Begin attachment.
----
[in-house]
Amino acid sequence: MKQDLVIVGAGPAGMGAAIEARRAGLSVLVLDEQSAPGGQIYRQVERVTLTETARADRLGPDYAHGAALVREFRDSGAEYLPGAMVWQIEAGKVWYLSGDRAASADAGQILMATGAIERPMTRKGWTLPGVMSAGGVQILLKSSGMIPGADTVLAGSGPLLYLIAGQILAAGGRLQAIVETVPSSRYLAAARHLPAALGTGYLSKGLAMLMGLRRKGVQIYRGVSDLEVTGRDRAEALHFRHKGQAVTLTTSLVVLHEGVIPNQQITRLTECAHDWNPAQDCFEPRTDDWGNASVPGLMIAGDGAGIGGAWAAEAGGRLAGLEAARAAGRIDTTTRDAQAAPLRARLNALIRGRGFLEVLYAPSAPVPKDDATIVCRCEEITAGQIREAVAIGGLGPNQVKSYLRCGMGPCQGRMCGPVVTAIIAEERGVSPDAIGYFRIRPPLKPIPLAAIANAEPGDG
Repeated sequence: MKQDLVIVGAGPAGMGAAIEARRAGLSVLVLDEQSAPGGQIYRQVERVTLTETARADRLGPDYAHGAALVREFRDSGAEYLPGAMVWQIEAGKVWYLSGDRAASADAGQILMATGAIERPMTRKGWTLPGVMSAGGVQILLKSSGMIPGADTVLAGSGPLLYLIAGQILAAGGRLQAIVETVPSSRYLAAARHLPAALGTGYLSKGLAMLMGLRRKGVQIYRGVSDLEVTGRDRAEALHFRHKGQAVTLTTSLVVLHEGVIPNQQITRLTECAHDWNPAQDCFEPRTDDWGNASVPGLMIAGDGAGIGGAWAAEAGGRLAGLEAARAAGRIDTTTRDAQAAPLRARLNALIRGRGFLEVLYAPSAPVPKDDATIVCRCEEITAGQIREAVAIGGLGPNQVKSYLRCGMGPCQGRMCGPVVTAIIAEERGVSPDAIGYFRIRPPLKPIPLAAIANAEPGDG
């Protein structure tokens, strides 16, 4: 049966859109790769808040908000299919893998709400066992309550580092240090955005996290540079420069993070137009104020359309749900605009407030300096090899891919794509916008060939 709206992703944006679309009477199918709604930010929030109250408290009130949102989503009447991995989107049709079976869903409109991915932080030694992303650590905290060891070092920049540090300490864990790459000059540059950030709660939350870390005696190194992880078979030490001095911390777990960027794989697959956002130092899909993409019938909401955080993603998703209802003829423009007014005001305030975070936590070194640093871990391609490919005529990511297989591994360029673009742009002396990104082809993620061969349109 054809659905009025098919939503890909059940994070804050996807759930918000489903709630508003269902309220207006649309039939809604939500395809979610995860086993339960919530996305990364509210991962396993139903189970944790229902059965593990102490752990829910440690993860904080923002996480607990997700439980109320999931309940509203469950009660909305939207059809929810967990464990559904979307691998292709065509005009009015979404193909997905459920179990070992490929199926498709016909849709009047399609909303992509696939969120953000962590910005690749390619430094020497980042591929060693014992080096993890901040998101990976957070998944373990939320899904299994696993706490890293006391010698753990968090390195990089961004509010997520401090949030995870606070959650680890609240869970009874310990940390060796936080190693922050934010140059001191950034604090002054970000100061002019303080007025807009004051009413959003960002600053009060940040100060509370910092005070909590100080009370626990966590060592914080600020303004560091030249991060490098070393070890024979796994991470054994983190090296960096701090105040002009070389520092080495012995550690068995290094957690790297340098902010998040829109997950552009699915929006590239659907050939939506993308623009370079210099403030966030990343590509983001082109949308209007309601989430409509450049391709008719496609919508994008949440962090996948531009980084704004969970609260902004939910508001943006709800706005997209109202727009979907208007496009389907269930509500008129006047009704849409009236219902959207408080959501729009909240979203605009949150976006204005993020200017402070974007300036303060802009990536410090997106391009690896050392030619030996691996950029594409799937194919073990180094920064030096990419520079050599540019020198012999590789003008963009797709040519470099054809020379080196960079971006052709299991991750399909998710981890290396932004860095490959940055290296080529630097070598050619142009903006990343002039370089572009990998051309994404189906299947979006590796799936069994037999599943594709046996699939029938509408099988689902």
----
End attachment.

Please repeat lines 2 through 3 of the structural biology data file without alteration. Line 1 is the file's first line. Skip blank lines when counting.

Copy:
Amino acid sequence: MKQDLVIVGAGPAGMGAAIEARRAGLSVLVLDEQSAPGGQIYRQVERVTLTETARADRLGPDYAHGAALVREFRDSGAEYLPGAMVWQIEAGKVWYLSGDRAASADAGQILMATGAIERPMTRKGWTLPGVMSAGGVQILLKSSGMIPGADTVLAGSGPLLYLIAGQILAAGGRLQAIVETVPSSRYLAAARHLPAALGTGYLSKGLAMLMGLRRKGVQIYRGVSDLEVTGRDRAEALHFRHKGQAVTLTTSLVVLHEGVIPNQQITRLTECAHDWNPAQDCFEPRTDDWGNASVPGLMIAGDGAGIGGAWAAEAGGRLAGLEAARAAGRIDTTTRDAQAAPLRARLNALIRGRGFLEVLYAPSAPVPKDDATIVCRCEEITAGQIREAVAIGGLGPNQVKSYLRCGMGPCQGRMCGPVVTAIIAEERGVSPDAIGYFRIRPPLKPIPLAAIANAEPGDG
Repeated sequence: MKQDLVIVGAGPAGMGAAIEARRAGLSVLVLDEQSAPGGQIYRQVERVTLTETARADRLGPDYAHGAALVREFRDSGAEYLPGAMVWQIEAGKVWYLSGDRAASADAGQILMATGAIERPMTRKGWTLPGVMSAGGVQILLKSSGMIPGADTVLAGSGPLLYLIAGQILAAGGRLQAIVETVPSSRYLAAARHLPAALGTGYLSKGLAMLMGLRRKGVQIYRGVSDLEVTGRDRAEALHFRHKGQAVTLTTSLVVLHEGVIPNQQITRLTECAHDWNPAQDCFEPRTDDWGNASVPGLMIAGDGAGIGGAWAAEAGGRLAGLEAARAAGRIDTTTRDAQAAPLRARLNALIRGRGFLEVLYAPSAPVPKDDATIVCRCEEITAGQIREAVAIGGLGPNQVKSYLRCGMGPCQGRMCGPVVTAIIAEERGVSPDAIGYFRIRPPLKPIPLAAIANAEPGDG